Events like these challenged people’s status quos. And when they saw that not changing can be very costly in terms of what’s dearest to them, they acted.
Challenging well-informed customers’ status quos can help make them want to act. In particular, it can help them want to buy a salesperson’s products or services.
The best way to challenge their status quos is by asking leading questions. The answers to these questions need to show them the cost of not buying, such as:
- Fear of missing out
- Getting poor quality
- Losing money
By asking such questions, salespeople can make their highly-informed prospects realize the need to buy the products. When the suggestions or answers come from the customers themselves, they’re more likely to want to close the sale.
Tip #4: Leverage on the Unique Selling Proposition
Most, if not all, salespeople face significant competition in the market place for customers.
Many times, their products or services are very similar to what their competitors are selling. However, that doesn’t mean their products and services are exactly the same as their competitors’.
The difference between what salespeople sell and the similar products or services their competitors sell is the unique selling proposition or USP. This refers to the feature, benefit, or characteristic that’s unique to a particular product or service.
A USP can be many different things, which may include price, efficiency, and technology, among others. Examples of USPs include:
- A 10% lower selling price for the same, exact product
- The ability to accomplish something at only half the time it takes for competitors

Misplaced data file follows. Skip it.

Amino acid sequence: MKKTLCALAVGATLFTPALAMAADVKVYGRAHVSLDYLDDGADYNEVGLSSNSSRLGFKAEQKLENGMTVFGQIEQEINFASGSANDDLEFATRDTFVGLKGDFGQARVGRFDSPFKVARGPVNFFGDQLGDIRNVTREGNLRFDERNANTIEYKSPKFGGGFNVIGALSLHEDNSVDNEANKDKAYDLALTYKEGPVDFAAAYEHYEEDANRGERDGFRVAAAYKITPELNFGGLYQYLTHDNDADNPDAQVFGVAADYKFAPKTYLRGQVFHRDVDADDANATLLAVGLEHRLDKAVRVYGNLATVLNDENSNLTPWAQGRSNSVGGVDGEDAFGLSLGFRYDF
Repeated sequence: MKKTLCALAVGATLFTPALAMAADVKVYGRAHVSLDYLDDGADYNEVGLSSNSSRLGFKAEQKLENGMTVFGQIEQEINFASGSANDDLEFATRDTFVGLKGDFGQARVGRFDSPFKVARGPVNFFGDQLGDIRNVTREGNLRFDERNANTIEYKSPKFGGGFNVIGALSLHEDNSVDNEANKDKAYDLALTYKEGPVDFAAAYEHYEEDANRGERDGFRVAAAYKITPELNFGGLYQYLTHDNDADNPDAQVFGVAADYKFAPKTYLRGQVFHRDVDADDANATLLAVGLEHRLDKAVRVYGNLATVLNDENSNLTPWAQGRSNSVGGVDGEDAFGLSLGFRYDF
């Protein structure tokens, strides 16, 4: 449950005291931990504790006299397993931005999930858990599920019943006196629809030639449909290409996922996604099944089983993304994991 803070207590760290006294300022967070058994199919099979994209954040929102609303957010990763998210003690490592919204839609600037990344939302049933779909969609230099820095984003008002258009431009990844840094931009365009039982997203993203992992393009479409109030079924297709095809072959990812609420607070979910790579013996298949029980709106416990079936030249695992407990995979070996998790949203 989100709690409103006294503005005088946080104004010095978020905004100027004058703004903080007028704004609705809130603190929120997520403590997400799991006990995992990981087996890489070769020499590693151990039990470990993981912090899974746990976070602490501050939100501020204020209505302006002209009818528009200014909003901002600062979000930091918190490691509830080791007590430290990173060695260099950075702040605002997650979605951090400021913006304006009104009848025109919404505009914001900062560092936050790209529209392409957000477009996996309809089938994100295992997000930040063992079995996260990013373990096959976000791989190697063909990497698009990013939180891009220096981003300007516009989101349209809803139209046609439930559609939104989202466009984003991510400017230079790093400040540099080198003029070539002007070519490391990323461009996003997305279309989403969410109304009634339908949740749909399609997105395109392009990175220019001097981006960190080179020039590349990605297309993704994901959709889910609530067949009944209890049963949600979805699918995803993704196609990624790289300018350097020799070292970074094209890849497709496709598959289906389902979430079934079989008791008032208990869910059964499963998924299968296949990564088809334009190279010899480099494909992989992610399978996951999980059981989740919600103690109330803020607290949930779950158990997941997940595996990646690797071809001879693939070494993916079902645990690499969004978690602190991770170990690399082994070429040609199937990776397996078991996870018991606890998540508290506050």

- A five-year warranty compared to competitors’ two-year warranty
- The ability to work on all computer operating systems compared to competing products that only work on either a Mac or Windows operating system
Highly-informed customers probably already aware of common features, benefits, or characteristics between competitors. A salesperson’s ability to highlight a product or service’s USP can help separate their products from those of their competitors.
Products and services that clearly stand out from the minds of customers, including highly-informed ones, are most likely to close sales. That’s why focusing on the USP is key.
Tip #5: Anticipate Objections
Many salespeople shudder at the thought of customers or prospects raising serious concerns or objections to their products or services. And it’s such fear that often makes them buckle under pressure and bungle their pitches or selling efforts.
However, it’s not something salespeople should brush aside. Those are legitimate concerns that have very high chances of happening, especially when dealing with highly-informed customers.
Because they are highly likely to happen, the best way to address objections or concerns is to anticipate them. By doing so, salespeople have the opportunity to think of the best way to address them should they arise.
A person can dodge a sucker punch that he or she knows is coming. That person can’t do the same to sucker punches that come from out of the blue.
Salespeople should expect objections, especially from highly-informed customers. Therefore, salespeople have no choice but to determine the most likely objections and concerns about their products and services so they can optimize their chances of successfully addressing them and closing deals.
Selling can be a very challenging job, but selling to highly-informed customers can make it even harder. Applying tips like these on how to sell anything to knowledgeable customers can help any salesperson prepare better, be more confident, and sell with greater ease.
Have you tried selling to highly-informed customers before? If so, how would you describe the experience? Which of these tips do you think can make a difference in your career? Let us know in the comments section below!